[meteorite-list] Houston Workshop Marks Key Step in Planning Future Mars Missions

From: Ron Baalke <baalke_at_meteoritecentral.com>
Date: Tue, 26 Jun 2012 11:10:13 -0700 (PDT)
Message-ID: <201206261810.q5QIADmt016119_at_zagami.jpl.nasa.gov>

June 26, 2012

Dwayne Brown
Headquarters, Washington
dwayne.c.brown at nasa.gov

RELEASE: 12-215


WASHINGTON -- A recent workshop conducted for NASA by the Lunar and
Planetary Institute (LPI) in Houston, marked a key step in the
agency's effort to forge a new Mars strategy in the coming decades. A
report that summarizes the wide range of cutting-edge science,
technology and mission concepts discussed is available online.

Held in Houston June 12-14 and attended by scientists and engineers
worldwide, the meeting was held to seek ideas, concepts and
capabilities to address critical challenge areas in exploring the Red
Planet. Discussions provided information for reformulating NASA's
Mars Exploration Program (MEP) to be responsive to high-priority
science goals and the challenge of sending humans to Mars orbit in
the 2030s.

Participants identified a number of possible approaches to missions
that can be flown to Mars in the coming decade that would make
progress toward returning Martian samples -- a top priority of the
Planetary Science Decadal Survey -- and make significant advances in
scientific understanding of the planet, developing key technologies
and advancing knowledge necessary for human exploration on and around

NASA's Mars Program Planning Group (MPPG), tasked with developing
options for a reformulated MEP, will consider the workshop inputs in
addition to budgetary, programmatic, scientific and technical

"Scientists and engineers came together to present their most creative
ideas for exploring Mars," said John Grunsfeld, an astronaut,
astrophysicist and associate administrator for NASA's Science Mission
Directorate at NASA Headquarters in Washington. "Great ideas come
from challenging the best and brightest and igniting their passion
and determination to succeed."

The MPPG reports to Grunsfeld, who chairs the agency-wide Mars
reformulation effort along with William Gerstenmaier, NASA's
associate administrator for Human Exploration and Operations Mission
Directorate, Chief Scientist Waleed Abdalati and Chief Technologist
Mason Peck. The official draft MPPG report is expected to be
delivered to NASA for review at the end of the summer.

Concepts put forth tapped into significant benefits that could be
gained from technology investments by NASA's Science Mission
Directorate, Human Exploration and Operations Mission Directorate,
and Office of the Chief Technologist. The participants also stressed
the importance of establishing international collaboration early in
the planning process and sustaining it throughout future missions.

"Future Mars exploration missions will require new concepts and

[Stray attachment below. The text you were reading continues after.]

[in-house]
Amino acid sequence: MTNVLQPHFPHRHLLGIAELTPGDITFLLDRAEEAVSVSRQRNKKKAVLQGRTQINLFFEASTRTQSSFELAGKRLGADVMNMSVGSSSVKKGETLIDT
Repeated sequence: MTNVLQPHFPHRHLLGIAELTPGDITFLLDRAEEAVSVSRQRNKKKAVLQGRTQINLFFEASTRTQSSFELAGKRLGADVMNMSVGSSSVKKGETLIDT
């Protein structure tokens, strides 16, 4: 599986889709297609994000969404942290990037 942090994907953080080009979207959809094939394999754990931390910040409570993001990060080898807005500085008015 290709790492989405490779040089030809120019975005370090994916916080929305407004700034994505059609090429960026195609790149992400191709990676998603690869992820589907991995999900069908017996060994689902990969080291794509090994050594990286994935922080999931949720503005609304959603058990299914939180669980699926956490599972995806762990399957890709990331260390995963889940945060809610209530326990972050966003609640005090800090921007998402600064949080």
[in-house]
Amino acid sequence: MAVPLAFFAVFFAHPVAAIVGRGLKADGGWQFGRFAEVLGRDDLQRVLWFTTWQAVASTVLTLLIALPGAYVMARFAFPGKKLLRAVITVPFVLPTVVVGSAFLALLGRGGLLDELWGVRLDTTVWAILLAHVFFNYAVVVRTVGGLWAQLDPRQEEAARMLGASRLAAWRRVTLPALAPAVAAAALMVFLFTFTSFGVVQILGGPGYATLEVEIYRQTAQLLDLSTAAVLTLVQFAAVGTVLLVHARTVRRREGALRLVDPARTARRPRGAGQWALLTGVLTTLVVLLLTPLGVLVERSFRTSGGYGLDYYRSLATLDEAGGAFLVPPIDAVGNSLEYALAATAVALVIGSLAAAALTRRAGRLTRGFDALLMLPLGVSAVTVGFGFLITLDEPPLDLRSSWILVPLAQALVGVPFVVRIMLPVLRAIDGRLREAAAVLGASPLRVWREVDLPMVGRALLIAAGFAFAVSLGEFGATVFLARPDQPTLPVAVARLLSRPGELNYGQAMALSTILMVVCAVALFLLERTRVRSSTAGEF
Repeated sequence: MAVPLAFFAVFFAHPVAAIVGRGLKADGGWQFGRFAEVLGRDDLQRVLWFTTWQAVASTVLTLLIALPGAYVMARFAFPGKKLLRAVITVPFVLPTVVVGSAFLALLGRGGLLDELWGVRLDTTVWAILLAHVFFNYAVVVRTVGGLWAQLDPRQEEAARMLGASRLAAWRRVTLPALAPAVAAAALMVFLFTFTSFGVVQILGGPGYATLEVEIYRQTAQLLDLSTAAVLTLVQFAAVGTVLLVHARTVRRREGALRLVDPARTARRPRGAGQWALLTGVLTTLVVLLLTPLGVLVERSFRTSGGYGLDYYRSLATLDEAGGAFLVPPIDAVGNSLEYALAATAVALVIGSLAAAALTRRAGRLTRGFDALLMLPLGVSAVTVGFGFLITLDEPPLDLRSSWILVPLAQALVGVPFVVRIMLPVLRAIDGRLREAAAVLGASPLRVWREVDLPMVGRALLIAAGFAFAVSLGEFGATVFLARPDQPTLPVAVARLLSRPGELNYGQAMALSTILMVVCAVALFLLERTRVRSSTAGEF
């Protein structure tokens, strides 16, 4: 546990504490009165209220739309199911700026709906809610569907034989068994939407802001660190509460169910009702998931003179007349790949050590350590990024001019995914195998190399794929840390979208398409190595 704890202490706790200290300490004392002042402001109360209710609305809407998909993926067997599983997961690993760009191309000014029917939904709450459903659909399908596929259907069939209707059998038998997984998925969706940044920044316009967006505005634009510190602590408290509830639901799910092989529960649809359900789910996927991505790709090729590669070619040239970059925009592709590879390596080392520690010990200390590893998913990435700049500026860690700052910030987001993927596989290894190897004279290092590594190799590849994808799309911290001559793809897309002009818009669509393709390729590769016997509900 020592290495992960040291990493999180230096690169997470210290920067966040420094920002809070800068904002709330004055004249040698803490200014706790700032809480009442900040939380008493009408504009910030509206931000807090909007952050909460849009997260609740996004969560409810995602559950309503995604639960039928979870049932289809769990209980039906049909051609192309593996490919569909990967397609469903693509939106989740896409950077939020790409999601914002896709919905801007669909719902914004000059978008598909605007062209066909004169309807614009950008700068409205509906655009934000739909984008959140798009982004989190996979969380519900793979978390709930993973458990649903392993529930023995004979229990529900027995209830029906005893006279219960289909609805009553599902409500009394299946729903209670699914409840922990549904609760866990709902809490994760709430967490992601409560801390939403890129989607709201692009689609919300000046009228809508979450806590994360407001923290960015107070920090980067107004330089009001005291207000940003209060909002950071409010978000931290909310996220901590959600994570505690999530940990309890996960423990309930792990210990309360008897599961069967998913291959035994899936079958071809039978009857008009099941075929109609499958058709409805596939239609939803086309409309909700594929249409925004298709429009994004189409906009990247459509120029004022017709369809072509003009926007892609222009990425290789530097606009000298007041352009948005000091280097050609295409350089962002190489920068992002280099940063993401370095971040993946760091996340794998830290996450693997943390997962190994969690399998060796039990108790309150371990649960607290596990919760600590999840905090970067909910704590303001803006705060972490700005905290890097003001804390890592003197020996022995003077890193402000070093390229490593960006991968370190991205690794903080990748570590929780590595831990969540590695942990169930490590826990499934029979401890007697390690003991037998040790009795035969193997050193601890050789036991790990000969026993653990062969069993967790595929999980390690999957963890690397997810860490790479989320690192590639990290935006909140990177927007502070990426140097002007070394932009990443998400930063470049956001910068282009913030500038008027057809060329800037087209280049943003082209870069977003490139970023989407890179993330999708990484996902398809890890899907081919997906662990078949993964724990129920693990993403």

technologies," said Michael Gazarik, director of NASA's Space
Technology Program. "There were many innovative and transformational
concepts presented at the workshop. With continued investments in
cutting-edge technology, these will lead to increased capability,
reduced mission risk and lower mission costs."

Workshop attendance included almost 200 scientists, engineers and
graduate students from academia, NASA centers, federal laboratories,
industry, and international partner organizations. More than 1,600
people participated online as the workshop proceedings were streamed
live on the Internet.

"The LPI workshop provided a broad set of ideas for Mars exploration,
including synergies between science, human exploration and technology
development," Gerstenmaier said. "The number of workshop participants
demonstrates the broad interest in Mars exploration."

The workshop provided a forum for broad community input on near-term
mission concepts. Ideas for longer-term activities will be used to
inform program architecture planning beyond the early 2020s. Workshop
results represent individual perspectives from members of the
scientific and technical community.

"The scientific and technical community has given us quite a range of
ideas to consider in reformulating the Mars Exploration Program,"
said Doug McCuistion, director of NASA's Mars Exploration Program at
the agency's headquarters. "Many concepts presented are highly
relevant to the challenges the MPPG must address."

NASA will land its most advanced rover, Curiosity, on the surface of
Mars in August. This mobile science laboratory will assess whether
the past or present environment on Mars could support life. In 2013,
NASA will launch the Mars Atmosphere and Volatile Evolution orbiter,
the first mission devoted to understanding the Martian upper

To view LPI's report, workshop presentation videos, and compilation of
the abstracts, visit:


For updates on NASA's Mars Program replanning process, visit:


For more information about NASA's Mars Exploration Program, visit:


Received on Tue 26 Jun 2012 02:10:13 PM PDT

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